Deutsche Telekom Combines Gaming with OTT via a New Cloud Gaming Service


Magenta GamingGerman telco Deutsche Telekom has announced plans to launch a new cloud gaming service, Magenta Gaming, which will be integrated with its MagentaTV over-the-top service. The move follows closely behind Google’s own cloud gaming announcement, and demonstrates the increasing convergence of video streaming and gaming, partly enabled by cloud gaming.

Deutsche Telekom says MagentaGaming will allow users to play high end games on their PCs, smartphones, tablets and smart TVs. At launch, the service will be available via an app, though the company says in the future it hopes to make MagentaGaming available via a web browser too. The service is entering a beta testing phase with over 100 games available on 24th August – a full rollout is expected in 2020.

Magenta Gaming

Cloud gaming is emerging as an alternative to console or PC-based gaming. Traditionally, consumers have had to buy a dedicated games console, or a computer with sufficient processing power and graphics hardware, in order to play more technically complex or graphically taxing games. This also requires users to either own a physical copy of the game, and/or install the game on their device.

Cloud gaming on the other hand means that games are run on remote hardware, with the video and audio then streamed to the consumer’s device. This has a few advantages. It means users don’t need to own expensive consoles or gaming PCs capable of running high-end games, just a device capable of sending the users’ input (via mouse and keyboard or a controller) and receiving the audio and video stream. It also enables Netflix-style subscription services for video games, since consumers no longer need to download games to play them.

The move by Deutsche Telekom is interesting for a couple of reasons. Firstly, it highlights a potential new revenue stream for telcos, since it allows them to move into the gaming market without the need to build and market a console. A cloud gaming service can be easily bundled with other services, and if a telco owns an OTT platform the app can be included by default.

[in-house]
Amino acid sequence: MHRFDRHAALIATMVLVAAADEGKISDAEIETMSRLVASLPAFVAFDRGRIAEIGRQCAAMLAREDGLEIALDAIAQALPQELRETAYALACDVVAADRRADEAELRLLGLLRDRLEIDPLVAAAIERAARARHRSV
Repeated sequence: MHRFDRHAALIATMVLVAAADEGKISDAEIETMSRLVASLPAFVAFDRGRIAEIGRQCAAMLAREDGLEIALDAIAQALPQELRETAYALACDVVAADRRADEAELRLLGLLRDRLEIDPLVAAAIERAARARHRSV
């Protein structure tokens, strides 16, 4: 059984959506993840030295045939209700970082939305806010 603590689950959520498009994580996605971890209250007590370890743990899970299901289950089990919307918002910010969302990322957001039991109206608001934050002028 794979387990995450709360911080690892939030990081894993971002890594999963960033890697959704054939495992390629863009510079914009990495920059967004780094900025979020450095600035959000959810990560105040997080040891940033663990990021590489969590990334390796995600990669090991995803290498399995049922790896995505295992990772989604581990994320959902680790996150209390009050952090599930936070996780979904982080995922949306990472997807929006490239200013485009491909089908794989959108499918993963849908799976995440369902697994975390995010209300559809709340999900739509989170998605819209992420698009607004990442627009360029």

But it also highlights the convergence of gaming with video streaming. Games console manufacturers for quite a while now have been big players in the OTT space, either simply by hosting OTT apps or by running their own services, as PlayStation does with PlayStation Vue. Cloud gaming effectively enables the opposite, with those running OTT platforms waking up to the potential for a move into gaming.

And this convergence opens up possibilities for video services and gaming services to directly interact. Google’s Stadia for example will be integrated with YouTube in a couple of ways. Adverts for games on YouTube will be able to include a ‘play’ button, which will directly boot up that game via Stadia. And YouTube creators who live stream themselves playing games will be able to let their audiences jump into the game and play alongside them via a tool called ‘Crowd Play’. Deutsche Telekom hasn’t outlined exactly how the integration between MagentaGaming and MagentaTV will work, but there would certainly be potential for the gaming service to interact with gaming-based content on the OTT app.

There will likely be hurdles for Deutsche Telekom along the way though. One immediate issue is that MagentaGaming seems to have a pretty limited library of games at launch, suggesting they’re aiming mainly for the casual gaming market. The company hasn’t released the full list of games, but ‘Garfield Kart’ and ‘Pro Cycling Manager’ are among the small number of titles shown in the promotional images, it seems likely it’ll be thin on major releases.


Subscribe to Weekly VAN Newsletter

 
Ad TechConnected TVConnected TV AppsEuropeMediaMobileOTTTV